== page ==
So, what better time to revisit Perel’s very best pieces of relationship advice than now? Some come from new interviews she’s done about surviving what’s been called the “greatest challenges to romantic relationships in modern history” (yeah). Others are pearls of wisdom that remain relevant and helpful, even today.

1. Know that COVID-19 is the great relationship accelerator.

In a recent segment on the Pivot podcast, Perel describes COVID-19 as being the great relationship accelerator.

“Disasters generally operate as an accelerator in a relationship. It means that life is short, mortality is hitting you,” she says

“It’s like in the shadow right here. And then either people say, ‘Life is short, let’s get married, let’s have babies. What are we waiting for?’ Or on the other side, ‘Life is short. I’ve waited long enough, I’m out of here’.”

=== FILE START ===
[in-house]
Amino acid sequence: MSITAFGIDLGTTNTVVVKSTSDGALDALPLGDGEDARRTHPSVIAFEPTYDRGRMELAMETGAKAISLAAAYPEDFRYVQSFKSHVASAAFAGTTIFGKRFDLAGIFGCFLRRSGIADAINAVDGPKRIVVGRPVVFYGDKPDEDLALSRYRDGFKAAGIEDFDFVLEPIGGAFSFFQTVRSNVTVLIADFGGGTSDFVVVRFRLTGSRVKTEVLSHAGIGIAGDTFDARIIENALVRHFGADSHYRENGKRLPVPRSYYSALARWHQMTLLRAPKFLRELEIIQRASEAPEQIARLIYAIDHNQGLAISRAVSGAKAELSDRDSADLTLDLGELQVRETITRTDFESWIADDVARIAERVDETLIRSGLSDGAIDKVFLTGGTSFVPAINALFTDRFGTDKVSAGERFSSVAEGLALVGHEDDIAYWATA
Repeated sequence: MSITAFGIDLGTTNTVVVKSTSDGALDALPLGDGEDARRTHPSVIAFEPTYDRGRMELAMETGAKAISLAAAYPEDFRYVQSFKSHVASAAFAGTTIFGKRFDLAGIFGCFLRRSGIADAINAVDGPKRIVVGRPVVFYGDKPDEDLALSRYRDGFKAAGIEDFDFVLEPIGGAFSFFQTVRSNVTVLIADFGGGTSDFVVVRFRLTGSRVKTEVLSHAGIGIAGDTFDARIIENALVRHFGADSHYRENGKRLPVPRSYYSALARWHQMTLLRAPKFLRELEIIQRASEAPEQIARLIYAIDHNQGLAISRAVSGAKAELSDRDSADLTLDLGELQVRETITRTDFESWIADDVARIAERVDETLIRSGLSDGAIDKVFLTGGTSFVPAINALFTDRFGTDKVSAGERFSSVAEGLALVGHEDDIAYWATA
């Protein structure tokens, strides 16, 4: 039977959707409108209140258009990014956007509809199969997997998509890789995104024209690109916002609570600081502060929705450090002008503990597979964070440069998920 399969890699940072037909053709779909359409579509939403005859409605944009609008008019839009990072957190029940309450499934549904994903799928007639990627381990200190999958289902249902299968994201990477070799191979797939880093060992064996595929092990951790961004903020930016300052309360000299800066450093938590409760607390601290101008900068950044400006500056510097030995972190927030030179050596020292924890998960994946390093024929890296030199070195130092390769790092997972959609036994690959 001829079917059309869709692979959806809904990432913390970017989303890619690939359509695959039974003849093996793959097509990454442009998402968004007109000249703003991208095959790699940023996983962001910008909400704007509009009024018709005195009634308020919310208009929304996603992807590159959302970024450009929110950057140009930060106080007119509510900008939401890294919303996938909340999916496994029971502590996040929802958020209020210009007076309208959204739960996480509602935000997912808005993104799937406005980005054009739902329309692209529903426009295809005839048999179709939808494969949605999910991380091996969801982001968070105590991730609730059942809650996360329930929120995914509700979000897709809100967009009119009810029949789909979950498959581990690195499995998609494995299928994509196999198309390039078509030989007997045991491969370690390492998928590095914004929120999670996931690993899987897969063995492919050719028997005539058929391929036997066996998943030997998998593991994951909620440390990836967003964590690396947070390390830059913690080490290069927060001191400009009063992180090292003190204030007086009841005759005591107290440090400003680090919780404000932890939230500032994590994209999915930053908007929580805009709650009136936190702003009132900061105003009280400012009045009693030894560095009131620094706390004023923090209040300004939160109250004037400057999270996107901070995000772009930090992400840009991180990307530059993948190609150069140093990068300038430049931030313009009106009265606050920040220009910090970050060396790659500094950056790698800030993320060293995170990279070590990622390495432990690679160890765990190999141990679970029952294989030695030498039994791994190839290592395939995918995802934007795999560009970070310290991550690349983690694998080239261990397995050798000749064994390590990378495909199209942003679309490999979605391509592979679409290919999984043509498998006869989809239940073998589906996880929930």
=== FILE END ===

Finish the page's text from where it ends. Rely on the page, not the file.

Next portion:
What that means is – living in isolation with your partner day in and day out will likely make what you currently have better and stronger, or be the death of it. And it’s proven because as Perel explains, in history there’s been “a spike in divorce and a spike in marriage and babies that follows disasters.”

We discussed Perel’s idea of COVID-19 being the great relationship accelerator in this episode of the Mamamia Out Loud podcast below. Post continues after audio.

2. Talk about your grief.